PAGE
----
At the same time, indignant at Bembro's taunts, a Breton squire, Alain de Keranrais, shouted: "How vile glutton, you imagine you can capture a man like Beaumanoir! Well, I challenge you in his name, you'll soon feel the tip of my spear". He thrust at the same time a blow to the face; the spear penetrates under the skull, Bembro falls heavily. While his companions belabour de Keranrais, the English leader makes a desperate effort to rise and seek his opponent; he finds before him Geoffroy du Bois, who in turn launches his axe into his chest. Bembro falls dead. Du Bois triumphantly exclaims: "Beaumanoir, my dear cousin whom God preserves! Where are you? Art thou Avenged!".[6]

Cultural image[edit]

Froissart portrays both Bemborough and his opponent Beaumanoir as ideal representatives of chivalry, who fight for honour and glory rather than personal gain. However, a popular ballad of the period, La Bataille de Trente Anglois et de Trente Bretons, depicts Bemborough as the leader of a band of foreign brigands despoiling the local population, and Beaumanoir as a heroic defender of the people.[7] This version passed into Breton popular culture. It later became the French nationalist version of the Combat, with Bemborough as chief villain. Pierre Le Baud standardised this version in his History of the Bretons (1480), in which Bemborough (called 'Richard Bambro') is portrayed as a soldier animated by a vicious desire to avenge the death of English leader Thomas Dagworth. It reaches its apogee in de La Borderie's Histoire de Bretagne, according to which his control of Ploërmel is distinguished by "rapacity and cruelty" and a "brutality, a ferocity all his own". His virtuous opponent de Beaumanoir challenges him after receiving desperate victims of his brutality into Josselin. The arrogant Bemborough taunts him, but gets his just deserts at the hands of Beaumanoir's men at the Combat.[6]

An alternative point of view is portrayed in Arthur Conan Doyle's historical novel Sir Nigel, in which Bemborough (called Richard of Bambro in the novel) is a hardy knight who accepts the combat as an honourable means to continue the fight after a truce has been declared. Conan Doyle's Bambro is an "old soldier", described as a "rugged Northumbrian" (his name being a reference to Bamburgh) schooled in the tough Anglo-Scots border wars: "a dry, hard, wizened man, small and fierce, with beady black eyes and quick furtive ways.". Doyle says that he was "hated in the country where he raised money for the Montfort cause by putting every parish to ransom and maltreating those who refused to pay", but that he approached the battle in a purely chivalrous spirit. He and Beaumanoir heartily shake hands before the battle. He is killed after failing to close his visor properly, allowing Keranrais thrust through the gap with his spear; he is then finished off by Du Bois.[8]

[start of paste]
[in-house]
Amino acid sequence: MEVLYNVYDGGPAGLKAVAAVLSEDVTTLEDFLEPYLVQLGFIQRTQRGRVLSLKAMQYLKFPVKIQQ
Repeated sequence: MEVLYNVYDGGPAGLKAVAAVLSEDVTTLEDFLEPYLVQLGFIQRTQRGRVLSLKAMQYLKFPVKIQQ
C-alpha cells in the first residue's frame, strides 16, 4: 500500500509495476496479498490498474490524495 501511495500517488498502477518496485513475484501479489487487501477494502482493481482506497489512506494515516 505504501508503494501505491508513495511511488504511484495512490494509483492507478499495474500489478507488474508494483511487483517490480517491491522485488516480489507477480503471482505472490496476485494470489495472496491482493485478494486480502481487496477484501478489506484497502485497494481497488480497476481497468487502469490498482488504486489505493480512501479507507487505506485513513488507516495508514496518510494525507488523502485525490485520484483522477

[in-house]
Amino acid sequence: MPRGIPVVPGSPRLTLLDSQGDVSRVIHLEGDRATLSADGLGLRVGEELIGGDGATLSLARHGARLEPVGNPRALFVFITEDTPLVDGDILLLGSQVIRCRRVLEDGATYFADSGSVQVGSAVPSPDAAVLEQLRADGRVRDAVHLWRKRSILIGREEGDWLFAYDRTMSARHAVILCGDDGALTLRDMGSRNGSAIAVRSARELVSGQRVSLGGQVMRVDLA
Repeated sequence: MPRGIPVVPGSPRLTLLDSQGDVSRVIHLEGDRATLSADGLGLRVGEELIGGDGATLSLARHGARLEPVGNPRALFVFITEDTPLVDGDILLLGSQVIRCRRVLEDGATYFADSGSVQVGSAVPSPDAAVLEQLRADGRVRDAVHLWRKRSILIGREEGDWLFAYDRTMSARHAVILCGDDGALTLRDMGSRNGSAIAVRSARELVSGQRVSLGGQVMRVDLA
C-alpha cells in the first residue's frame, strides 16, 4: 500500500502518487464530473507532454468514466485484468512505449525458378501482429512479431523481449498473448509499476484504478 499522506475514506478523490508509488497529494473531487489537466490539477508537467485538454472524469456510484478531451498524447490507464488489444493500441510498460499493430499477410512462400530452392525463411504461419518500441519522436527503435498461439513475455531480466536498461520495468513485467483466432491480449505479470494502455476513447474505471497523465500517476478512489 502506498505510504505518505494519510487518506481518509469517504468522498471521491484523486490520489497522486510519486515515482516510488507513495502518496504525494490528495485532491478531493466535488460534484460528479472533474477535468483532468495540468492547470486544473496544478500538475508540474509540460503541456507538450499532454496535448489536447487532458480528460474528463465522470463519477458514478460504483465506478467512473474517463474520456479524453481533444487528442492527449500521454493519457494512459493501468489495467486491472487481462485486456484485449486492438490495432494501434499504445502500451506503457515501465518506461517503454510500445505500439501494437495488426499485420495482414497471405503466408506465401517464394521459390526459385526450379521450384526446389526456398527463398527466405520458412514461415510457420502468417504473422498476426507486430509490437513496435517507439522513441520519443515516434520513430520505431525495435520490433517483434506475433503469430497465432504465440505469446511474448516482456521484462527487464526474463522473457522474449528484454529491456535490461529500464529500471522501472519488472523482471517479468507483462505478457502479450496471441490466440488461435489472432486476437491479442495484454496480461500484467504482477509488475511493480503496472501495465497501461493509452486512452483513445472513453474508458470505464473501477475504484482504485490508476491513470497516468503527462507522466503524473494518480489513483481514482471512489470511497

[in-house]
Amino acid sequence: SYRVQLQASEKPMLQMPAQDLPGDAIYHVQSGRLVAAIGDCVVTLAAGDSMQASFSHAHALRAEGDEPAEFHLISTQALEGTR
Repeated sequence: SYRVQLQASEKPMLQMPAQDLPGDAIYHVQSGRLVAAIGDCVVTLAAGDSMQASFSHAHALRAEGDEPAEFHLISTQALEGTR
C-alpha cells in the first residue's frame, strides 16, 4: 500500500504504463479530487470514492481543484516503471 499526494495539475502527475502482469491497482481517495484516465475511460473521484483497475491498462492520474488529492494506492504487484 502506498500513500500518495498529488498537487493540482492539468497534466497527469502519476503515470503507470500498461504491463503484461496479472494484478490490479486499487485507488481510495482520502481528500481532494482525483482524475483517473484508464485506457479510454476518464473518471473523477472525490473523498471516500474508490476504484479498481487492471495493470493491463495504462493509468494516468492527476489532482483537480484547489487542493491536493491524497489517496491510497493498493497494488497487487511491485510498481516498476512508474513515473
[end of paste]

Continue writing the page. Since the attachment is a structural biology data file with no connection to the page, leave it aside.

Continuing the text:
References[edit]

  1. ^ Froissart, Chroniques, ed. S. Luce, c. iv. pp. 45 and 110ff, and pp. 338–340.
  2. ^ Huizinga, The Waning of the Middle Ages (1919) 1924:59.
  3. ^ a b (DNB00) Calveley, Hugh, Dictionary of National Biography, 1885–1900, Volume 08 (1886)
  4. ^ Tom Taylor, Ballads and Songs of Brittany, Macmillain, 1865, p. 125.
  5. ^ a b c Henry Raymond Brush, "La Bataille de Trente Anglois et de Trente Bretons", Modern Philology, Vol. 9, No. 4, Apr., 1912, PP.511-544
  6. ^ a b Arthur de la Borderie, Historie de Bretagne, Paris, Alphonse Picard, vol. 3, pp.520-529
  7. ^ Muhlberger, Steven, "The Combat of the Thirty against Thirty", in L. J. Andrew Villalon, Donald J. Kagay (eds), The Hundred Years War (Part II): Different Vistas, BRILL, 2008 p.289-294
  8. ^ Conan Doyle, Sir Nigel, Chapter XXII.